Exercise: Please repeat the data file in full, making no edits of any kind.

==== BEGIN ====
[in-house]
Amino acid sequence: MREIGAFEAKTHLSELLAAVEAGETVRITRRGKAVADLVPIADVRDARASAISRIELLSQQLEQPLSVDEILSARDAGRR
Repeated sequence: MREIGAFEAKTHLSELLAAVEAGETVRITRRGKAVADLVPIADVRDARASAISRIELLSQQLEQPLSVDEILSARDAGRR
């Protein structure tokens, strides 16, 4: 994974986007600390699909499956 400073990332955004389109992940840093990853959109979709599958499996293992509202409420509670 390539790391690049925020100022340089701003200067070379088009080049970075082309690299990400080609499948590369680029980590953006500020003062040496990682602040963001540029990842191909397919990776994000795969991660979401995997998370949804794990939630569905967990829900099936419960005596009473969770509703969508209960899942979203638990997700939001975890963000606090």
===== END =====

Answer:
[in-house]
Amino acid sequence: MREIGAFEAKTHLSELLAAVEAGETVRITRRGKAVADLVPIADVRDARASAISRIELLSQQLEQPLSVDEILSARDAGRR
Repeated sequence: MREIGAFEAKTHLSELLAAVEAGETVRITRRGKAVADLVPIADVRDARASAISRIELLSQQLEQPLSVDEILSARDAGRR
């Protein structure tokens, strides 16, 4: 994974986007600390699909499956 400073990332955004389109992940840093990853959109979709599958499996293992509202409420509670 390539790391690049925020100022340089701003200067070379088009080049970075082309690299990400080609499948590369680029980590953006500020003062040496990682602040963001540029990842191909397919990776994000795969991660979401995997998370949804794990939630569905967990829900099936419960005596009473969770509703969508209960899942979203638990997700939001975890963000606090």